Treatment for Lymphoma of the Brain in New Jersey
Lymphoma is a kind of cancer that originates in white blood cells called lymphocytes and can spread into many parts of the body. A lymphoma in the brain is one location a tumor can grow with the central nervous system (CNS). Although a lymphoma of the brain is fairly uncommon, the board-certified neurosurgeons at Centers for Neurosurgery, Spine & Orthopedics (CNSO) in New Jersey are experienced in diagnosing brain tumors and treating every type of brain tumor including a lymphoma anywhere within the CNS system.
Types of CNS Lymphoma
Because lymphocytes travel throughout the lymphatic system, a lymphoma can spread to different parts of the body. There are two types of CNS lymphoma:
- Primary CNS lymphoma begins in the nervous system.
- Secondary CNS lymphoma develops in other parts of the body and later spreads to the nervous system.
In addition to presenting as a brain tumor, a CNS lymphoma can also occur in other parts of the body:
- Primary spinal lymphoma originates in the spinal cord.
- Primary intraocular lymphoma originates in one of both of the eyes.
- Primary leptomeningeal lymphoma originates in the layers of tissue that surround the brain, known as the leptomeninges.
Symptoms of Lymphoma of the Brain
A patient’s symptoms may depend on where their tumor is located and how fast it is growing. Symptoms also vary from patient to patient, but can include:
- Behavioral changes or other cognitive changes
- Double vision
- Difficulty speaking
- Hearing loss
- Nausea and vomiting
- Sensory changes, such as numbness, tingling, and pain
If CNS lymphoma has spread to the spine, patients may also experience weakness in the arms and legs.
Causes and Risk Factors
The cause of lymphoma of the brain is unclear. However, this type of tumor is thought to be more common in men than in women and tends to occur among people in their 50s, 60s, and 70s. People who are immunocompromised may be at higher risk of developing this type of lymphoma. This includes patients who have had an organ transplant or have immune system disorders.
If a patient has an advanced lymphoma in other parts of the body or has lymphoma in more than one body part outside of the lymph nodes, they are at higher risk of developing secondary lymphoma of the brain.
The physicians at Centers for Neurosurgery, Spine & Orthopedics may use several kinds of diagnostic tests to determine if a patient has lymphoma of the brain. These can include:
- A physical and neurological exam to assess hearing, sense of smell, and balance
- An MRI scan to check for the location and size of possible brain tumors, as well as examine the spinal cord
- A CT scan to check if lymphoma is present in other parts of the body
Typically, once these tests are complete, if a tumor is discovered, a neurosurgeon will perform a biopsy of the tumor to confirm the diagnosis of either a primary CNS lymphoma or other type of brain tumor. Multiple factors determine whether the tumor will be removed in its entirety at the time of the biopsy.
Treatment for a lymphoma of the brain can depend on several different factors. These include how much their cancer has progressed, the patient’s age, and overall health. The neurosurgeons at Centers for Neurosurgery, Spine & Orthopedics develop a unique treatment plan for each patient. A patient’s treatment plan may include a combination surgery with or without any of the following therapies:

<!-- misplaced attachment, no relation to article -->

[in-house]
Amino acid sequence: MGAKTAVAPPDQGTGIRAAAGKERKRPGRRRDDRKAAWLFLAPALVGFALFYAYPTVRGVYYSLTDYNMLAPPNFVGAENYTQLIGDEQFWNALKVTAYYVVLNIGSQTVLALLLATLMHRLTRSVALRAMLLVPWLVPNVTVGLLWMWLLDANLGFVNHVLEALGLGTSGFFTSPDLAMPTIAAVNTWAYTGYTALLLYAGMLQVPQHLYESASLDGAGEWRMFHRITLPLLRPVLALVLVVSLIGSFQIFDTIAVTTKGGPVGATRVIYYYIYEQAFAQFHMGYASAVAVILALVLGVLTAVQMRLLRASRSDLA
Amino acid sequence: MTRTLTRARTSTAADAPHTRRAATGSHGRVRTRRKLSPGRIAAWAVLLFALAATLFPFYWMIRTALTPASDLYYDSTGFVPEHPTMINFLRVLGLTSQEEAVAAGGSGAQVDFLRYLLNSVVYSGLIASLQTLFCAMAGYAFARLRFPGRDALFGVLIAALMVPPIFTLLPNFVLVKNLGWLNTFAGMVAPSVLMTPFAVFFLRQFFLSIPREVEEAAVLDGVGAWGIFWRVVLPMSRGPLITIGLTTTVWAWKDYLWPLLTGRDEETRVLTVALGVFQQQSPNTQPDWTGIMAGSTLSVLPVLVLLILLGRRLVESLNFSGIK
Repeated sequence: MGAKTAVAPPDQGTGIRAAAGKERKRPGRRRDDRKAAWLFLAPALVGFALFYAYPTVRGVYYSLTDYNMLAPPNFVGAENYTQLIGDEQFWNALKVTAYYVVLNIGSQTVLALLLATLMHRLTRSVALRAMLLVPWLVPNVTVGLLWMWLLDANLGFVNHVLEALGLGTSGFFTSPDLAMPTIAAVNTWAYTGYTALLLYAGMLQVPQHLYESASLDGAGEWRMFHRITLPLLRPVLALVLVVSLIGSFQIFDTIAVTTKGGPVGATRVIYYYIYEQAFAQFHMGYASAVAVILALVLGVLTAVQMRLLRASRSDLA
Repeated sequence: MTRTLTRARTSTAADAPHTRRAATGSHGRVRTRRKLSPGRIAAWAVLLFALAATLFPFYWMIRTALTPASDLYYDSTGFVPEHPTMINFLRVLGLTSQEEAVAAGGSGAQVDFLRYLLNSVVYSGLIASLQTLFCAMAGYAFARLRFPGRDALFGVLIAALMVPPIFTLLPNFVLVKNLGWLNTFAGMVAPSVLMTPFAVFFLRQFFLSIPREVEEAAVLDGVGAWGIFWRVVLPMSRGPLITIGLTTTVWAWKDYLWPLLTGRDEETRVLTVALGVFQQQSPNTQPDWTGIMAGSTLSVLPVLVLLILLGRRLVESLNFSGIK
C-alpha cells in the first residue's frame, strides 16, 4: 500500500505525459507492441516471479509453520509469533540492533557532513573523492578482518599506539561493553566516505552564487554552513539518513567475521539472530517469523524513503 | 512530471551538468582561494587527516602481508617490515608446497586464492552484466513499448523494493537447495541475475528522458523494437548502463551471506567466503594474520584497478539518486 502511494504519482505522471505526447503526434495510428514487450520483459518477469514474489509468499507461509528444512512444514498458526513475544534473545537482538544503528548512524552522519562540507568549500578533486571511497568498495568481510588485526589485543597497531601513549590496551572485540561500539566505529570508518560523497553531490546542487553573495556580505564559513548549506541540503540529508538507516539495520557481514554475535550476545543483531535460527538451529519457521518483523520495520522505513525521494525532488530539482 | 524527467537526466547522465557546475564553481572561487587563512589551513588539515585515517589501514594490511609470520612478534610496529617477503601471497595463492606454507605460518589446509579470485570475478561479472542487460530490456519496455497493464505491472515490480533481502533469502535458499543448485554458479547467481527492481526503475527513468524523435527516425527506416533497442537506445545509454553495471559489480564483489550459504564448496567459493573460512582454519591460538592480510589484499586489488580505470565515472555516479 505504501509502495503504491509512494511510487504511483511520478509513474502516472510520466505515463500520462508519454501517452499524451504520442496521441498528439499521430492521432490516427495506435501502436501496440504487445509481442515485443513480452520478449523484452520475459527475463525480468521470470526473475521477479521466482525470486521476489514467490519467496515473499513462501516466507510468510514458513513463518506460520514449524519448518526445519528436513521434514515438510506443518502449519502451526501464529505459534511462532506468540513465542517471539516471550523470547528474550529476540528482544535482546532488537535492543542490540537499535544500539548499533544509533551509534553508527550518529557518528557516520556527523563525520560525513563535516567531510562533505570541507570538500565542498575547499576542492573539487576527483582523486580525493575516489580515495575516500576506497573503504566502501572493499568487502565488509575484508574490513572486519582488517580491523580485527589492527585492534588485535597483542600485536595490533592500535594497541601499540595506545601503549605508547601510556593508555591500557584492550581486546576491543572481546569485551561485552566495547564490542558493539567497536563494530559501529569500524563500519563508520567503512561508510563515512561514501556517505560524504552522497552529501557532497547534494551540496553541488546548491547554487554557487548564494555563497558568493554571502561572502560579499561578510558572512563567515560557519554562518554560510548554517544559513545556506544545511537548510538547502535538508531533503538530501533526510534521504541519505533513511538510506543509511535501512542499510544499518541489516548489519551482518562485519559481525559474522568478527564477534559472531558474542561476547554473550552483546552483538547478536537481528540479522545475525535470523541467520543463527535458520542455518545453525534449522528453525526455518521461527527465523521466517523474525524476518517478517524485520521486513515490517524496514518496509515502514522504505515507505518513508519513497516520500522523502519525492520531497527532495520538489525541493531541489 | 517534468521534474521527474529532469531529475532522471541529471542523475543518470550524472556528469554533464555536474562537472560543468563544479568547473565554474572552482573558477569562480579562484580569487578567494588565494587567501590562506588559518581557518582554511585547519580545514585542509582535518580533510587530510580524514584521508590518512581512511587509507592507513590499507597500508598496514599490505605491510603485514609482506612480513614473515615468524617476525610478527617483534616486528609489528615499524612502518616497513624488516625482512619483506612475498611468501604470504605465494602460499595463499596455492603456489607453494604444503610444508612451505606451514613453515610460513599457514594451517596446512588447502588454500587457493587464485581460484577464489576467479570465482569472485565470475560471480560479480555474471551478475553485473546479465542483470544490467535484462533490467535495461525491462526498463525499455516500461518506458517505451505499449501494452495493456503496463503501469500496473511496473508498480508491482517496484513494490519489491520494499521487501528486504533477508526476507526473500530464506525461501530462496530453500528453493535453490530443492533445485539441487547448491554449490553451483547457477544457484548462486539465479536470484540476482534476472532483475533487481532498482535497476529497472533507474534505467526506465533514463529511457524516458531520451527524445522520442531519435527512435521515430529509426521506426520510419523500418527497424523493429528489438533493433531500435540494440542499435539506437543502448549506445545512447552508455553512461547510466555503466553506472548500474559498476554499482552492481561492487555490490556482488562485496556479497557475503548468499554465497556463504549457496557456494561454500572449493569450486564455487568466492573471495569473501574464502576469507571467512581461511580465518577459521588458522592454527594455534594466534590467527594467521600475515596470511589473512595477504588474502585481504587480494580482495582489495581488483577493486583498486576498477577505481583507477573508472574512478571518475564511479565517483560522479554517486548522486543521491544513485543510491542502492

- Drug treatment: Administration of corticosteroid drugs can help shrink a patient’s tumor and provide relief from symptoms, many of which are caused by intracranial pressure.
- Chemotherapy: Medication is administered intravenously to attack cancerous cells. This treatment can help prevent tumors from growing larger or stop cancer from spreading. Patients may receive chemotherapy over a period of days, weeks, or months. If a patient requires multiple rounds, they’ll have breaks in between to help their body rest and recover.
- Whole-brain radiation: Radiation uses high-energy rays to shrink or kill cancer cells. Whole-brain radiation applies radiation to the entire brain. Patients may require multiple treatments over several weeks or months.
- Proton Therapy: Uses protons to target very difficult to reach tumors. This is especially beneficial for tumors that have very sensitive structures nearby. Treatment session time is shorter.
Chemotherapy and radiation may be used in tandem. However, because whole-brain radiation can affect brain function, it is not always used, especially in patients over age 60. To prevent cancer from returning, patients may require additional rounds of chemotherapy or radiation therapy after their initial treatment. Some patients may benefit from a stem cell transplant.
Lymphomas also tend to occur deep within the brain and require a very competent neurosurgeon to determine the best treatment plan.
Schedule a Consultation with Centers for Neurosurgery, Spine & Orthopedics
A cancer diagnosis can be overwhelming, but patients need to know that treatment options are available. The award-winning medical team at Centers for Neurosurgery, Spine & Orthopedics works with each patient to determine the best course of treatment possible. As the most comprehensive brain, spine, CNS, and musculoskeletal center in the state of New Jersey, CNSO is dedicated to ensuring patients get the best care possible in a comforting and welcoming environment. Contact CNSO today to get more information or to schedule an appointment.